John Cheyne, Baron Cheyne

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Coat of arms of Sir John Cheney, KG

John Cheyne (or Cheney), Baron Cheyne KG KB (ca. 1442[1] – 1499[1][2]) was Master of the Horse to King Edward IV[1][3] and personal bodyguard to King Henry VII of England.[1]


John was the third son of John Cheyne (or Cheney) of Shurland Hall in Kent, by his wife, Eleanor, daughter and sole heiress of Sir Robert Shottesbrooke of Faringdon in Berkshire (now Oxfordshire).[1] He was the uncle of Thomas Cheyne, Lord Warden of the Cinque Ports[1] and grand-uncle of Tudor soldier and MP John Cheyne.[1]

In the 1460s he was appointed Esquire of the body to Elizabeth Woodville, Queen of Edward IV, being made a Knight of the Bath at her coronation in 1465. From 1471 until 1481 he was MP for Wiltshire and in 1479 was appointed Master of the Horse.

He was present when the Treaty of Picquigny was signed in 1475, and remained behind as a hostage of King Louis XI of France until King Edward IV had gone back to Calais and thence to England.[1][3]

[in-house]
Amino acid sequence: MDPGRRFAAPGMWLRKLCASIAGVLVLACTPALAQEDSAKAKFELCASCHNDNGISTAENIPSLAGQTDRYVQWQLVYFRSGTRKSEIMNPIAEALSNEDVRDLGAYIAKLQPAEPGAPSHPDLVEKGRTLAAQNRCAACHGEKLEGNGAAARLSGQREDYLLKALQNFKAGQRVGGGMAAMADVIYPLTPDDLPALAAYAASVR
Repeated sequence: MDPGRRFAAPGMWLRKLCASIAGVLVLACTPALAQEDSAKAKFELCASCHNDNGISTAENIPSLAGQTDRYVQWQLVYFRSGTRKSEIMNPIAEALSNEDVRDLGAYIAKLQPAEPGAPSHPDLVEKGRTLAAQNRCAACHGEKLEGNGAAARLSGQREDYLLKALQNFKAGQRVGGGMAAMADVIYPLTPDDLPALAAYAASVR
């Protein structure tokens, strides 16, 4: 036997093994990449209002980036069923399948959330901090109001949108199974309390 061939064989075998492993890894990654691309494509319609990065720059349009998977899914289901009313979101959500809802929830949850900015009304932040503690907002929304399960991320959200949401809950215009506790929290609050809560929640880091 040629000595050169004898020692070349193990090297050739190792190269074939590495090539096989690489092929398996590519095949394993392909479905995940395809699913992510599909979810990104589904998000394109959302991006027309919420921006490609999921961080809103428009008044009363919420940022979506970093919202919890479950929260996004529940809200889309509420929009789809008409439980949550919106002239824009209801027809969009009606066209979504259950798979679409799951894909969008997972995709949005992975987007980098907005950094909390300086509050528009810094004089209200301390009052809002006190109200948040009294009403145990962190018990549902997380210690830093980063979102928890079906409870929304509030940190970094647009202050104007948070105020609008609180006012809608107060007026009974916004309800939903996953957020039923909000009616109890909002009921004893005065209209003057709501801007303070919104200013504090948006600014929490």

After the death of Edward, and the seizure of the crown by Richard III, Cheyne switched sides to support Henry Tudor's claim to the throne. He fought in 1485 at the Battle of Bosworth Field. When Richard III launched his last charge directly at Henry, Cheyne was part of Henry's personal bodyguard. Richard unhorsed him with a blow from his broken lance.[1] He fought again at the Battle of Stoke in 1487.[1][2] He was made a Knight of the Garter and was called to parliament as Baron Cheyne.[1]

He lived at Faulston Cheyne in Wiltshire and Enborne in Berkshire.[1] Nicknamed the "Vigorous Knight" by contemporaries, he was a massive man of redoubtable strength. A 21" thighbone, found in his tomb at Salisbury Cathedral in the 18th century, puts his estimated height at 6 feet 8 inches.[1]


  1. ^ a b c d e f g h i j k l m Ford, David Nash (2010). "John Cheney (c.1442-1499)". Royal Berkshire History. Nash Ford Publishing. Retrieved 29 November 2010. 
  2. ^ a b Lundy, Darryl. "Person Page - 21644". Retrieved 13 September 2008. [unreliable source]
  3. ^ a b "Memories book 4 - The war of 1475". Richard the third society. Retrieved 13 September 2008. 

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